• This June 8, 2012 file photo shows soul singer Sharon Jones of Sharon Jones and The Dap-Kings performing during the Bonnaroo Music and Arts Festival in Manchester, Tenn. Jones is the focus of a new documentary, "Miss Sharon Jones!" that captures the stark difference between life on and off stage for the dynamic soul singer most often compared to James Brown. In 2013, Jones was diagnosed with stage-two pancreatic cancer. The film documents her transformation into cancer patient and, ultimately, back into a full-throated force. (AP Photo/Dave Martin, File)

    The show goes on for cancer-stricken Sharon Jones

    NEW YORK (AP) — Preparing to go on stage for the first time in months after intensive rounds of chemotherapy, an atypically nervous Sharon Jones sat backstage at New York’s Beacon Theatre, clutching a cup and shaking.

  • Mariners SS Marte has mono, is headed for disabled

    TORONTO (AP) — Seattle Mariners shortstop Ketel Marte has been diagnosed with mononucleosis and is expected to be placed on the 15-day disabled list.

  • In this image released by Open Road Films, former New Orleans Saints safety Steve Gleason, left, appears with his son Rivers, right, and wife Michel in a scene from the documentary "Gleason." The film follows Gleason and his wife, Michel, into the maelstrom of ALS, or Lou Gehrig’s disease, as the couple adjusts to their fluctuating reality and makes way for their son, Rivers. (Open Road Films via AP)

    In ‘Gleason,’ a football star with ALS finds a new purpose

    NEW YORK (AP) — In the opening moments of the documentary “Gleason,” the celebrated New Orleans Saints safety Steve Gleason talks to the camera with a not-yet-occupied crib behind him. He has just learned that he has ALS. Soon the symptoms will take over. Preparing for what’s coming, Gleason tells his unborn son that he wants to give him “as much of myself as I possibly can while I still can.”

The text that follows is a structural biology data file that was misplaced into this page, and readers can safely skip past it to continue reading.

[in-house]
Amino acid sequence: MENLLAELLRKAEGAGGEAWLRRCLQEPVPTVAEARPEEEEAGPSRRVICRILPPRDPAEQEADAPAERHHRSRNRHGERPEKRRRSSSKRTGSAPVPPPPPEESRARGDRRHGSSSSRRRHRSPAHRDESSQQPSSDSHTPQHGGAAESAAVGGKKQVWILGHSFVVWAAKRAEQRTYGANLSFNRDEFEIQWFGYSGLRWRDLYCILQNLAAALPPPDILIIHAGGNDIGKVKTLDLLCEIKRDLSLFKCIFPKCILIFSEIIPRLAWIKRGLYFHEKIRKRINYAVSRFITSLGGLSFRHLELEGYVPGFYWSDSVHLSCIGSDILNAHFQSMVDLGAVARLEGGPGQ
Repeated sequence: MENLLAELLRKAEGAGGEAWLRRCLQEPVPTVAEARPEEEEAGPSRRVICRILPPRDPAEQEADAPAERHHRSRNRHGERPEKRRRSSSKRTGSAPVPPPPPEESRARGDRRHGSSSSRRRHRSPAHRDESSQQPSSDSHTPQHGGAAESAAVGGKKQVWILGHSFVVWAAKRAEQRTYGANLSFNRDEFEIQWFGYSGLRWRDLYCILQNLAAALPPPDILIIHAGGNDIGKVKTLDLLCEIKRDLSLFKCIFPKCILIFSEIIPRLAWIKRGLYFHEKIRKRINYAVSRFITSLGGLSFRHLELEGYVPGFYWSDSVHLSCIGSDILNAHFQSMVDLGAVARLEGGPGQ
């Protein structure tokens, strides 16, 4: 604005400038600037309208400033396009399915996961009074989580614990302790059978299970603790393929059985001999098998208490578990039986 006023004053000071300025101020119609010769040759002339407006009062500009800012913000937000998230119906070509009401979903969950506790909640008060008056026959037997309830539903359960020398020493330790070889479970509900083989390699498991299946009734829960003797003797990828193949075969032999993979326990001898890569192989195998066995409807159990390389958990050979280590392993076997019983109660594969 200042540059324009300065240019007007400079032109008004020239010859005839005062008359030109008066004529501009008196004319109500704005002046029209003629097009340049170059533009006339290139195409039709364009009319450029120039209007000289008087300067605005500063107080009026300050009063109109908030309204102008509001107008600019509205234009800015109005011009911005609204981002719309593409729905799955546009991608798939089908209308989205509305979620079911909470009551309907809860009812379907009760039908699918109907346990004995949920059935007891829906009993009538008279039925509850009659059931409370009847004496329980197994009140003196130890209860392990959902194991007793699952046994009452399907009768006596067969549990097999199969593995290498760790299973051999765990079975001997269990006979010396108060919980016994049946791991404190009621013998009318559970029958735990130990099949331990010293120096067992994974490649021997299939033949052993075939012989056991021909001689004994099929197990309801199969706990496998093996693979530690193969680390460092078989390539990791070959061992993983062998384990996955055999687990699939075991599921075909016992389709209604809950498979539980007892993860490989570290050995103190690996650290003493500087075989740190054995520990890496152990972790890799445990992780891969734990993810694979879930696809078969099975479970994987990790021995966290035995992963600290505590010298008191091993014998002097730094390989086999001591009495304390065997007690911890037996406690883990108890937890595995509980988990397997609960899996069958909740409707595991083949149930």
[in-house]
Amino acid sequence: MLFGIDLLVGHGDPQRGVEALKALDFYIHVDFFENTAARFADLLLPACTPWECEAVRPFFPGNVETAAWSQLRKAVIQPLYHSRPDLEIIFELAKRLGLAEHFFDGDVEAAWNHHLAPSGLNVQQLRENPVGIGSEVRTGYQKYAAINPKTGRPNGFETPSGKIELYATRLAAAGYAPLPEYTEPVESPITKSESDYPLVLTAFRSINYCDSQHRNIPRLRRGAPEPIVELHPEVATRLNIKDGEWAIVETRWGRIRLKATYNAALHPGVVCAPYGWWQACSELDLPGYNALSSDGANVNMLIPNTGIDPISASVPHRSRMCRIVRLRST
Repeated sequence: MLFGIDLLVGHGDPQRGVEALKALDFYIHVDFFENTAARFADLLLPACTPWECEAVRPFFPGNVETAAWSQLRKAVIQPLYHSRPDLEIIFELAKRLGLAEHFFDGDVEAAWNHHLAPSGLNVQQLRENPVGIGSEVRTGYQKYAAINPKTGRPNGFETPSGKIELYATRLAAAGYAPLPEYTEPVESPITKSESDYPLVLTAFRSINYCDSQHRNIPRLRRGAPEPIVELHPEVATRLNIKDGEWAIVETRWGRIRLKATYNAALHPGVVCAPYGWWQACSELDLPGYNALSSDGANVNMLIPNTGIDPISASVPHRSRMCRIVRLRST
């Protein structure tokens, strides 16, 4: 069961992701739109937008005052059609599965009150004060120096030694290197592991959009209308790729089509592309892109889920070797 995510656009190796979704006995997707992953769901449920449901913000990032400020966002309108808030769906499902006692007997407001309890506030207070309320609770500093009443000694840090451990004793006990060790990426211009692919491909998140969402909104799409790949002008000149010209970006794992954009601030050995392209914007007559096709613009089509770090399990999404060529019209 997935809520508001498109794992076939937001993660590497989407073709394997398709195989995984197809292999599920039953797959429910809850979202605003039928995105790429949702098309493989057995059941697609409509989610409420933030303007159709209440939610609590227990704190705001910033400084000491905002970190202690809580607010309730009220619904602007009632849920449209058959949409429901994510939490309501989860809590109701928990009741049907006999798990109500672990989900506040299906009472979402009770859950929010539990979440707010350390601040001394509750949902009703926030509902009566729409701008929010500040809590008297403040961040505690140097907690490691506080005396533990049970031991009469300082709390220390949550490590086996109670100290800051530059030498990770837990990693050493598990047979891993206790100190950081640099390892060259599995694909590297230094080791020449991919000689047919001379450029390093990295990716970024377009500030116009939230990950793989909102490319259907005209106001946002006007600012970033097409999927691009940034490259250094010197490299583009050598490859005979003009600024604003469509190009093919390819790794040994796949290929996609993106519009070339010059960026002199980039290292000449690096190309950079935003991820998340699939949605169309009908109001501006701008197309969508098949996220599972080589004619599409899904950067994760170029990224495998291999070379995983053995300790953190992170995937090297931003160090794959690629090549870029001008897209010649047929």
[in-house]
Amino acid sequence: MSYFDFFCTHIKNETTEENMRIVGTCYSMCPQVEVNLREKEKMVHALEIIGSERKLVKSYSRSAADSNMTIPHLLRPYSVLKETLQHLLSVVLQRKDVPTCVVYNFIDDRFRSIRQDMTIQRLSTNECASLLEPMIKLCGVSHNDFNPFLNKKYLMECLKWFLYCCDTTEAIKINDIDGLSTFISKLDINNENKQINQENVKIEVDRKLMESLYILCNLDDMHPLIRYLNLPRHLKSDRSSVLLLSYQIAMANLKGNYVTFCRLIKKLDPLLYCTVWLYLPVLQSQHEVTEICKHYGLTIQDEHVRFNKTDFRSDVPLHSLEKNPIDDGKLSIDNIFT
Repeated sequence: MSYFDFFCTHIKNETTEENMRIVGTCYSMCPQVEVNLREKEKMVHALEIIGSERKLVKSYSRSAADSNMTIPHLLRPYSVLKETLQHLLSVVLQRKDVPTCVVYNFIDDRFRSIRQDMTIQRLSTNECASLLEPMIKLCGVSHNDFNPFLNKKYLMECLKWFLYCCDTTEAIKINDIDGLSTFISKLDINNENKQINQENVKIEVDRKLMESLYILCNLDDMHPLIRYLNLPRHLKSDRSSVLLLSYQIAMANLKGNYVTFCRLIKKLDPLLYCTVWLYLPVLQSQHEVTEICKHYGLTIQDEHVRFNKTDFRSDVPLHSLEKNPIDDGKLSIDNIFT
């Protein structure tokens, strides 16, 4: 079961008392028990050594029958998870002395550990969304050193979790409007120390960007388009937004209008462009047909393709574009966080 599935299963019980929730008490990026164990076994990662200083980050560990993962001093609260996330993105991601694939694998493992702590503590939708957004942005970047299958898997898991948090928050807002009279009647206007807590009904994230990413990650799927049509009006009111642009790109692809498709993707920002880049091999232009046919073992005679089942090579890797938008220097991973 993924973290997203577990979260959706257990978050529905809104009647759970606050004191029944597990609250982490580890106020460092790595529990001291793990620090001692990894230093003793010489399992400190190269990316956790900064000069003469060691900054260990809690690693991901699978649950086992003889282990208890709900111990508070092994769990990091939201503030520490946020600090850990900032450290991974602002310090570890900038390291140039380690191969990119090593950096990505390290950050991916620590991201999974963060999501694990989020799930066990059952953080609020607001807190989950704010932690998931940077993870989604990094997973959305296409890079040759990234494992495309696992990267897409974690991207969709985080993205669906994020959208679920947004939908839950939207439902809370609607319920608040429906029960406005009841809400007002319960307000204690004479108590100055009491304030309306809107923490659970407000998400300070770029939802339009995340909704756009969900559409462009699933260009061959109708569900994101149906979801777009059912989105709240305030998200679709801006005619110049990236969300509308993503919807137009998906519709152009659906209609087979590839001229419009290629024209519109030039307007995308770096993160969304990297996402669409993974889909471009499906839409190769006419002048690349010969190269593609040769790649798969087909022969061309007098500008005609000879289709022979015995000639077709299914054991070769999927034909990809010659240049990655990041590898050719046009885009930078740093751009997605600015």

• Zika carrier mosquito found in 4 New Mexico counties

    ALBUQUERQUE, N.M. (AP) — A species of mosquito that is capable of transmitting the Zika virus has been found in a fourth New Mexico county.

  • A member of the Salt Lake City Mosquito Abatement District handles a fish that eats mosquito larvae on Wednesday, July 20, 2016, in Salt Lake City. The fish will be placed ponds and other standing water in places like abandoned pools. Mosquito abatement teams in Salt Lake City are stepping up efforts to trap and test mosquitoes and kill larvae following the discovery of a unique Zika case that has health investigators trying to figure how the man got the virus. (AP Photo/Rick Bowmer)

    Mosquito control officials: Even Zika suspicions are costly

    MIAMI (AP) — Florida mosquito control officials worry they won’t be able to keep up their efforts to contain the bugs that carry Zika without federal funding, even as concern mounts that the first mosquito-borne case in the U.S. is near.

  • Nadja Mayerle with the Salt Lake City Mosquito Abatement District looks at a mosquito Tuesday, July 19, 2016, in Salt Lake City. Health authorities in Utah are investigating a unique case of Zika found in a person who had been caring for a relative who had an unusually high level of the virus in his blood. Exactly how the disease was transmitted is still a mystery, though the person has since recovered.  (AP Photo/Rick Bowmer)

    CDC probing possible first Zika case from US mosquito bite

    MIAMI (AP) — Health officials in Florida are investigating whether the Zika infection of a woman in the Miami area could be the first transmission of the virus from a mosquito bite in the continental United States.

  • In this photo provided by Science Translational Medicine, PET scans taken at the Yale PET Center show the density of connections between nerve cells, called synapses, in a healthy living brain. Yale researchers developed a way to picture synapses in a living brain, something that until now has been studied mostly during autopsies. (Science Translational Medicine via AP)

    New technique opens window into how brain cells communicate

    WASHINGTON (AP) — The brain’s nerve cells communicate by firing messages to each other through junctions called synapses, and problems with those connections are linked to disorders like Alzheimer’s and epilepsy. Now Yale University researchers have developed a way to picture synapses in living brains.

  • Albuquerque-area man is New Mexico’s 2nd plague case in 2016

    SANTA FE, N.M. (AP) — State health officials say New Mexico has a second confirmed human case of plague this year.

  • Panel: ‘Abuse’ was cause of autistic student’s broken legs

    LOUISVILLE, Ky. (AP) — An outside panel has concluded that physical abuse was the cause of injuries to an autistic teenager whose legs were broken when a teaching assistant physically restrained him.